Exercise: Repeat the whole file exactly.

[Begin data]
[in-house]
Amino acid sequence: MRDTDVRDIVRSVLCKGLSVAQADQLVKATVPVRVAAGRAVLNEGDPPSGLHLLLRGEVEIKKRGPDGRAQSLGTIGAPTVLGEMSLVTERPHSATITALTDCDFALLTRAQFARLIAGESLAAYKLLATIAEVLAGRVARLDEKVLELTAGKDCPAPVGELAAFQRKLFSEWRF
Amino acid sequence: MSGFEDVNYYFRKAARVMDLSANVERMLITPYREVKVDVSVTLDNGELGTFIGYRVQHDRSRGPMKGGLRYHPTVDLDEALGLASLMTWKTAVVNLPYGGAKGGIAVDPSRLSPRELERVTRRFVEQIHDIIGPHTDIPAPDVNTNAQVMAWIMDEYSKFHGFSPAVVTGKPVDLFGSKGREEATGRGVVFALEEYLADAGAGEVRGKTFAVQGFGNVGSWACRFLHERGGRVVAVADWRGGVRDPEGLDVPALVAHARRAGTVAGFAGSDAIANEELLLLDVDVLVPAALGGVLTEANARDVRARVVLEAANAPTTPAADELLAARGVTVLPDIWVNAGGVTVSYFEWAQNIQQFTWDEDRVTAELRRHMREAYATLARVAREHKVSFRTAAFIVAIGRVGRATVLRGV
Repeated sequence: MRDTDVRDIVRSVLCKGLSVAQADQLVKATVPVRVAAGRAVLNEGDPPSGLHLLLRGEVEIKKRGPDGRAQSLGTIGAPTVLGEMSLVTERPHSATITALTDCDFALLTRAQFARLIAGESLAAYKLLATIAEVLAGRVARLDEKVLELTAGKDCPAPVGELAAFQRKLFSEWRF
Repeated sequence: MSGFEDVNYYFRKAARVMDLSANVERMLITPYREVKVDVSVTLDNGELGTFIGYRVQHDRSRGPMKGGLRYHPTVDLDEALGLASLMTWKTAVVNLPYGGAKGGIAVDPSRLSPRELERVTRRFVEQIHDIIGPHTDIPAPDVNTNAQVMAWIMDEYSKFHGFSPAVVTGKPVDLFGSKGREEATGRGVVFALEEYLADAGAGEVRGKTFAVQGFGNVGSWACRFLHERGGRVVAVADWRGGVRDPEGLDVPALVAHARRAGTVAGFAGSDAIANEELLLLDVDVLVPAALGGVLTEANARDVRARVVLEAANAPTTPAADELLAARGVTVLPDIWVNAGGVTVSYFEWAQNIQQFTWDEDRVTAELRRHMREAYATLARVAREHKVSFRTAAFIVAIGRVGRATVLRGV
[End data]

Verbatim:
[in-house]
Amino acid sequence: MRDTDVRDIVRSVLCKGLSVAQADQLVKATVPVRVAAGRAVLNEGDPPSGLHLLLRGEVEIKKRGPDGRAQSLGTIGAPTVLGEMSLVTERPHSATITALTDCDFALLTRAQFARLIAGESLAAYKLLATIAEVLAGRVARLDEKVLELTAGKDCPAPVGELAAFQRKLFSEWRF
Amino acid sequence: MSGFEDVNYYFRKAARVMDLSANVERMLITPYREVKVDVSVTLDNGELGTFIGYRVQHDRSRGPMKGGLRYHPTVDLDEALGLASLMTWKTAVVNLPYGGAKGGIAVDPSRLSPRELERVTRRFVEQIHDIIGPHTDIPAPDVNTNAQVMAWIMDEYSKFHGFSPAVVTGKPVDLFGSKGREEATGRGVVFALEEYLADAGAGEVRGKTFAVQGFGNVGSWACRFLHERGGRVVAVADWRGGVRDPEGLDVPALVAHARRAGTVAGFAGSDAIANEELLLLDVDVLVPAALGGVLTEANARDVRARVVLEAANAPTTPAADELLAARGVTVLPDIWVNAGGVTVSYFEWAQNIQQFTWDEDRVTAELRRHMREAYATLARVAREHKVSFRTAAFIVAIGRVGRATVLRGV
Repeated sequence: MRDTDVRDIVRSVLCKGLSVAQADQLVKATVPVRVAAGRAVLNEGDPPSGLHLLLRGEVEIKKRGPDGRAQSLGTIGAPTVLGEMSLVTERPHSATITALTDCDFALLTRAQFARLIAGESLAAYKLLATIAEVLAGRVARLDEKVLELTAGKDCPAPVGELAAFQRKLFSEWRF
Repeated sequence: MSGFEDVNYYFRKAARVMDLSANVERMLITPYREVKVDVSVTLDNGELGTFIGYRVQHDRSRGPMKGGLRYHPTVDLDEALGLASLMTWKTAVVNLPYGGAKGGIAVDPSRLSPRELERVTRRFVEQIHDIIGPHTDIPAPDVNTNAQVMAWIMDEYSKFHGFSPAVVTGKPVDLFGSKGREEATGRGVVFALEEYLADAGAGEVRGKTFAVQGFGNVGSWACRFLHERGGRVVAVADWRGGVRDPEGLDVPALVAHARRAGTVAGFAGSDAIANEELLLLDVDVLVPAALGGVLTEANARDVRARVVLEAANAPTTPAADELLAARGVTVLPDIWVNAGGVTVSYFEWAQNIQQFTWDEDRVTAELRRHMREAYATLARVAREHKVSFRTAAFIVAIGRVGRATVLRGV